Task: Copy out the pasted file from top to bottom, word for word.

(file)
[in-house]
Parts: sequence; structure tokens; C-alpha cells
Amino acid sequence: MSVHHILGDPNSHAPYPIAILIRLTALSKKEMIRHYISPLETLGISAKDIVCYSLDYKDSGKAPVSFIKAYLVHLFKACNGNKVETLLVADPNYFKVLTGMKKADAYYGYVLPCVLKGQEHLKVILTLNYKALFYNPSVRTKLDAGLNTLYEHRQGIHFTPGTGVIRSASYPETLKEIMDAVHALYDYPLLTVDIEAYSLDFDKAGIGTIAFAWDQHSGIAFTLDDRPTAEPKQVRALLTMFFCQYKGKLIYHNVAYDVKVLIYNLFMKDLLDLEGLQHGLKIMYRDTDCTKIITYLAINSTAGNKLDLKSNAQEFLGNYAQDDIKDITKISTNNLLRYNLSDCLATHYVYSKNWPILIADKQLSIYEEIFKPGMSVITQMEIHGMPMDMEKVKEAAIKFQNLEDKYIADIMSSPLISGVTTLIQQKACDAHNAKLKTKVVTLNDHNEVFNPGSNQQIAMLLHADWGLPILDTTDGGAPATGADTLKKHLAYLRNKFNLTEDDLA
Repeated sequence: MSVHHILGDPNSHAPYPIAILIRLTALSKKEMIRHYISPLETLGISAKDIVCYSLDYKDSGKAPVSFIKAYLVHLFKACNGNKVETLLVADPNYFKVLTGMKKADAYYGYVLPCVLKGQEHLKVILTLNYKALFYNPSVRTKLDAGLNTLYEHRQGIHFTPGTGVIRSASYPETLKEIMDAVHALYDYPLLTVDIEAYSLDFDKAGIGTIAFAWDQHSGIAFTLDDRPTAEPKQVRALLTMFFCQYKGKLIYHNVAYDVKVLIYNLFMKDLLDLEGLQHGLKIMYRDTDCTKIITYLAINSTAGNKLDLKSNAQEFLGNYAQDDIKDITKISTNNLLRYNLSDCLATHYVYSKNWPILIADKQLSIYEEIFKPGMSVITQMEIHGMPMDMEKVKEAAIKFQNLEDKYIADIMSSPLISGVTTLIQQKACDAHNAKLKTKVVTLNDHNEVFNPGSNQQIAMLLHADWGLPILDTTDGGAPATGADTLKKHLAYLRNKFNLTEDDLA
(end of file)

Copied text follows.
[in-house]
Parts: sequence; structure tokens; C-alpha cells
Amino acid sequence: MSVHHILGDPNSHAPYPIAILIRLTALSKKEMIRHYISPLETLGISAKDIVCYSLDYKDSGKAPVSFIKAYLVHLFKACNGNKVETLLVADPNYFKVLTGMKKADAYYGYVLPCVLKGQEHLKVILTLNYKALFYNPSVRTKLDAGLNTLYEHRQGIHFTPGTGVIRSASYPETLKEIMDAVHALYDYPLLTVDIEAYSLDFDKAGIGTIAFAWDQHSGIAFTLDDRPTAEPKQVRALLTMFFCQYKGKLIYHNVAYDVKVLIYNLFMKDLLDLEGLQHGLKIMYRDTDCTKIITYLAINSTAGNKLDLKSNAQEFLGNYAQDDIKDITKISTNNLLRYNLSDCLATHYVYSKNWPILIADKQLSIYEEIFKPGMSVITQMEIHGMPMDMEKVKEAAIKFQNLEDKYIADIMSSPLISGVTTLIQQKACDAHNAKLKTKVVTLNDHNEVFNPGSNQQIAMLLHADWGLPILDTTDGGAPATGADTLKKHLAYLRNKFNLTEDDLA
Repeated sequence: MSVHHILGDPNSHAPYPIAILIRLTALSKKEMIRHYISPLETLGISAKDIVCYSLDYKDSGKAPVSFIKAYLVHLFKACNGNKVETLLVADPNYFKVLTGMKKADAYYGYVLPCVLKGQEHLKVILTLNYKALFYNPSVRTKLDAGLNTLYEHRQGIHFTPGTGVIRSASYPETLKEIMDAVHALYDYPLLTVDIEAYSLDFDKAGIGTIAFAWDQHSGIAFTLDDRPTAEPKQVRALLTMFFCQYKGKLIYHNVAYDVKVLIYNLFMKDLLDLEGLQHGLKIMYRDTDCTKIITYLAINSTAGNKLDLKSNAQEFLGNYAQDDIKDITKISTNNLLRYNLSDCLATHYVYSKNWPILIADKQLSIYEEIFKPGMSVITQMEIHGMPMDMEKVKEAAIKFQNLEDKYIADIMSSPLISGVTTLIQQKACDAHNAKLKTKVVTLNDHNEVFNPGSNQQIAMLLHADWGLPILDTTDGGAPATGADTLKKHLAYLRNKFNLTEDDLA